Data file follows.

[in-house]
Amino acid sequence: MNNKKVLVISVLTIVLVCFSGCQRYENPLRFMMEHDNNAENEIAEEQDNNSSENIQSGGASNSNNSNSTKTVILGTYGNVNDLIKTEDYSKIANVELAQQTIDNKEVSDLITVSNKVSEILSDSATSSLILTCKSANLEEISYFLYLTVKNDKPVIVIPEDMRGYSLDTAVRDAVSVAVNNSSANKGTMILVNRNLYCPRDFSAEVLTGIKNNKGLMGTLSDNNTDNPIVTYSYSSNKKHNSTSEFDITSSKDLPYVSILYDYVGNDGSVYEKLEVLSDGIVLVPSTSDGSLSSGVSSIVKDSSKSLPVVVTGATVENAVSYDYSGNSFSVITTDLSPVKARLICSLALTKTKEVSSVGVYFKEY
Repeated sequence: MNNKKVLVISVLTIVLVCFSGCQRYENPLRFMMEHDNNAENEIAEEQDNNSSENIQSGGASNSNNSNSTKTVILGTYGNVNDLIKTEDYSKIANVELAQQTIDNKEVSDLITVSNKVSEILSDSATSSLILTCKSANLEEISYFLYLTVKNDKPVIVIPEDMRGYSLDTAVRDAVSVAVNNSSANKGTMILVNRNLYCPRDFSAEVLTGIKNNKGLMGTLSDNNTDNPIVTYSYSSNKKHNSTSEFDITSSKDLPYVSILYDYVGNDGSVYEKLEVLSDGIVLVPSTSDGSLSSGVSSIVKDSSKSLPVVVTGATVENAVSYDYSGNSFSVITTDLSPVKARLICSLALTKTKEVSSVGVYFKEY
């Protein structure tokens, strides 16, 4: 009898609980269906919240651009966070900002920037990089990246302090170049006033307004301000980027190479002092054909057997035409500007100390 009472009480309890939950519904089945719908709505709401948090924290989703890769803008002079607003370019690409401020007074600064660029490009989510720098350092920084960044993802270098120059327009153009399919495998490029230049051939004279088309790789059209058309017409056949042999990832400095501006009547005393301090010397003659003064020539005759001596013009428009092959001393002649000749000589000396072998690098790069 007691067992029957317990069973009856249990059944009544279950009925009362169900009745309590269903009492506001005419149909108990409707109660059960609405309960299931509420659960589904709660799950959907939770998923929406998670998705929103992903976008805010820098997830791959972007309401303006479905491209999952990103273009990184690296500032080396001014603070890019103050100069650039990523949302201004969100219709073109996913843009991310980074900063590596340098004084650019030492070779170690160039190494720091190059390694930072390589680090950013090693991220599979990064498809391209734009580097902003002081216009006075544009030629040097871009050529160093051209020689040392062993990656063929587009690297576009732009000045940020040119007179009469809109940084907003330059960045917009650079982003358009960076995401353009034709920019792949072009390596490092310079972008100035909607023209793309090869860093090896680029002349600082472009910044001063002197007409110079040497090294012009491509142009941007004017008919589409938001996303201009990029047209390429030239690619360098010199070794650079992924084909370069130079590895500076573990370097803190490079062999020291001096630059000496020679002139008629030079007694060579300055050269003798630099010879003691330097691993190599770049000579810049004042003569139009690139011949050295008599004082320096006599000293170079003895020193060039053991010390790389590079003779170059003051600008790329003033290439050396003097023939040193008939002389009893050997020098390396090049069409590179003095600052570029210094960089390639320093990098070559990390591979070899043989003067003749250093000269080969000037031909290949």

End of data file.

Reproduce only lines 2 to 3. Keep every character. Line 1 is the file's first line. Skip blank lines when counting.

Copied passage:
Amino acid sequence: MNNKKVLVISVLTIVLVCFSGCQRYENPLRFMMEHDNNAENEIAEEQDNNSSENIQSGGASNSNNSNSTKTVILGTYGNVNDLIKTEDYSKIANVELAQQTIDNKEVSDLITVSNKVSEILSDSATSSLILTCKSANLEEISYFLYLTVKNDKPVIVIPEDMRGYSLDTAVRDAVSVAVNNSSANKGTMILVNRNLYCPRDFSAEVLTGIKNNKGLMGTLSDNNTDNPIVTYSYSSNKKHNSTSEFDITSSKDLPYVSILYDYVGNDGSVYEKLEVLSDGIVLVPSTSDGSLSSGVSSIVKDSSKSLPVVVTGATVENAVSYDYSGNSFSVITTDLSPVKARLICSLALTKTKEVSSVGVYFKEY
Repeated sequence: MNNKKVLVISVLTIVLVCFSGCQRYENPLRFMMEHDNNAENEIAEEQDNNSSENIQSGGASNSNNSNSTKTVILGTYGNVNDLIKTEDYSKIANVELAQQTIDNKEVSDLITVSNKVSEILSDSATSSLILTCKSANLEEISYFLYLTVKNDKPVIVIPEDMRGYSLDTAVRDAVSVAVNNSSANKGTMILVNRNLYCPRDFSAEVLTGIKNNKGLMGTLSDNNTDNPIVTYSYSSNKKHNSTSEFDITSSKDLPYVSILYDYVGNDGSVYEKLEVLSDGIVLVPSTSDGSLSSGVSSIVKDSSKSLPVVVTGATVENAVSYDYSGNSFSVITTDLSPVKARLICSLALTKTKEVSSVGVYFKEY